When Livia Genise took the reins of a small Southern Oregon theater company in 2002, she figured she could stick it out until her daughter went off to college. Her daughter is gone now, but her outlook has changed.

When Livia Genise took the reins of a small Southern Oregon theater company in 2002, she figured she could stick it out until her daughter went off to college. Her daughter is gone now, but her outlook has changed.

"I'm not going anywhere," she says.

With small theaters everywhere struggling, Genise, the artistic director of Camelot Theatre in Talent, has presided over a period of growth. Attendance and revenues are at all-time highs, subscriptions are up, debt is down, and even a new theater building might be in the cards.

Attendance will finish the year at around 16,300, up from less than 13,000 just three years ago. At a recent fundraising event, patrons pledged $60,000 to Camelot for 2007 and $120,000 over three years.

Camelot presents seven plays a year and sells about 85 percent of its seats, compared with 65 percent three years ago. Musicals have been selling out.

Money remains a challenge. Camelot operated at a deficit of about $9,600 on revenues of about $324,000 in 2006 after ending the previous year with a small surplus.

"We're always in the red," Genise says.

Camelot programming ranges from musicals such as the current "Meet Me in St. Louis" and "Do I Hear a Waltz" (coming in March) to contemporary dramas such as "The Grapes of Wrath" (last October) and comedies such as "Lend Me a Tenor" (coming in August).

Defying a trend, many Camelot productions are big plays. "The Grapes of Wrath" and "Meet Me in St. Louis" each had more than two dozen roles.

"You have to give them what they're interested in seeing," Genise says of her audience.

Jerry Kenefick of Ashland says Genise usually succeeds in that.

"She has turned that place around," says the retired tax accountant, admitted theater junkie and Camelot patron. "Sometimes it doesn't work. But that's true anywhere. Over all, the mix is really good."

Genise came to the former Actors' Theatre in 2002 after former Artistic Director Peter Alzado had creative and administrative differences with the board, and it did not renew his contract. Genise graduated from then-Southern Oregon State College in Ashland in 1969 and worked as an actor, director and education director at the Willows Theatre Co. in San Jose, Calif., the Marin Theatre Conservatory and elsewhere.

She saw her role in Talent as a healing one, but new disagreements with some board members quickly led to another crisis. September of 2003 saw Genise's abrupt resignation, the cancellation of December's production of "Oliver" and of the entire 2004 season. That was followed, rapid-fire, by a mass resignation of disgruntled board members, the reinstatement of Genise, the return of "Oliver" and the reinstatement of the 2004 lineup.

Genise blamed micromanaging board members for the turmoil. The 2004 season was generally well-received, attendance and revenues went up, and she hasn't looked back since.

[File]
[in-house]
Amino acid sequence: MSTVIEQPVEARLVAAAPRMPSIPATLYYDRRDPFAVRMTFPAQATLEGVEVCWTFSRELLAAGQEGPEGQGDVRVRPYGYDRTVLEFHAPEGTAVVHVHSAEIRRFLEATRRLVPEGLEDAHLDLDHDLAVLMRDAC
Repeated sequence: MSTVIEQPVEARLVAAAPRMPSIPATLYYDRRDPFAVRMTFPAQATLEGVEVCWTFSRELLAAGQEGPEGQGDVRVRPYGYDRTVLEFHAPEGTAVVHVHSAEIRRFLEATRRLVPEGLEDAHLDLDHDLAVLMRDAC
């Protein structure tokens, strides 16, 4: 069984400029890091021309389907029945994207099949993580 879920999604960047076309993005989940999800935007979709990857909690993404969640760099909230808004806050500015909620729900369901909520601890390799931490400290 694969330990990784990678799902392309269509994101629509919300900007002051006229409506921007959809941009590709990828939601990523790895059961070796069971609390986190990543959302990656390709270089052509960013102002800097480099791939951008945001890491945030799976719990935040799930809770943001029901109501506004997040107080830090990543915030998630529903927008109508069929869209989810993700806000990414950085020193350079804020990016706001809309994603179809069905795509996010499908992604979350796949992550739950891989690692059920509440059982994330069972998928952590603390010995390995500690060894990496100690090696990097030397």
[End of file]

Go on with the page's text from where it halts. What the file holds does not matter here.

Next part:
One of the biggest changes she made was to produce musicals. They've proven extremely popular, drawing bigger crowds than straight plays. But they are several times as costly to produce. The rights alone cost $5,000 to $7,000 per production. Then there are costumes, sets and musicians.

The choice to add musicals, which are often seen as frothy, was not greeted with universal warmth.

"It dismissed the quality of what we did in many people's eyes," Genise says. "It took us two or three years to get those people back."

Genise is a tireless saleswoman for Camelot. She makes a "curtain speech" before plays, which includes an appeal for donations. She belongs to four chambers of commerce. She's been a co-host of Ashland Greeters and served as master of ceremonies at Christmas and Fourth of July events.

"She loves outreach" is how Creighton Barnes, a member of the board that hired Genise, explains it.

"She volunteers her time to a lot of things," Kenefick says. "Everybody loves her."

After each show, cast members greet departing audience members in the theater's tiny lobby.

"People think of it as their theater," Genise says.

Managing Director Doug Warner, formerly the producing director at Mendocino Theatre Company, came aboard about two years ago. He took some of the administrative load off Genise, wrote a business plan and built the company's budget. He brought expertise in sponsorships and advertising.

"He takes care of all that, and he's a heck of an actor," Genise says.

He is also a professional director and scenic designer.

Resident scenic designer Don Zastoupil came at the start of 2006, and the theater has added residencies in sound, costumes, lights and graphics.

Another addition was the "Spotlight On" music series, each a two-week salute by live performers, including Genise, to the music of such legends as Billie Holiday, Doris Day and Bonnie Raitt. Yet another is a pay-what-you-can performance of each production that enables people to see a live play for just what the name implies.

With the city of Talent envisioning punching a road through the theater property, Camelot is talking with city officials about buying the adjacent property to the north and building a new facility. Genise says it would be built in three phases over several years. She hopes the first would be a 225- or 250-seat, $3 million theater. A smaller stage and a rehearsal space would come later.

Camelot is beginning a feasibility study. If it finds a lack of support, Genise says it might be possible to move the old theater to the new lot. Either way, thoughts of moving on for Genise are long gone.

"This," Genise says, "is what I do."

Reach reporter Bill Varble at 776-4478 or e-mail bvarble@mailtribune.com.